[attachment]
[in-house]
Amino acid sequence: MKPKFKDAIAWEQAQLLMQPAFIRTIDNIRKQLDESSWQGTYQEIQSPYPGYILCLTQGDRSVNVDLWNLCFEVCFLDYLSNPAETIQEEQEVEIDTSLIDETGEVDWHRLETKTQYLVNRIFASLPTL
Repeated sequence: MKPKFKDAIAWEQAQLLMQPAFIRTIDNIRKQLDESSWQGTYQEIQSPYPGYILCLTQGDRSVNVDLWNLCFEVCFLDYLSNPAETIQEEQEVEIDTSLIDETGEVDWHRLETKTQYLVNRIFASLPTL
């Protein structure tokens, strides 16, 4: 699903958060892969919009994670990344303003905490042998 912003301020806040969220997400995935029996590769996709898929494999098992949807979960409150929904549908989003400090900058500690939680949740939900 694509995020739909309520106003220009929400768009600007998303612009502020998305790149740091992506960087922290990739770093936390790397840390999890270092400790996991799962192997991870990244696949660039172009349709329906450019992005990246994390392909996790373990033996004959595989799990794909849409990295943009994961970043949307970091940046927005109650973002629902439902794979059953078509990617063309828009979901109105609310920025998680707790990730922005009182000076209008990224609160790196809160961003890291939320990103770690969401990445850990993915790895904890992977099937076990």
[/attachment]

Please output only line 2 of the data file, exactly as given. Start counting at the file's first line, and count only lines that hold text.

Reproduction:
Amino acid sequence: MKPKFKDAIAWEQAQLLMQPAFIRTIDNIRKQLDESSWQGTYQEIQSPYPGYILCLTQGDRSVNVDLWNLCFEVCFLDYLSNPAETIQEEQEVEIDTSLIDETGEVDWHRLETKTQYLVNRIFASLPTL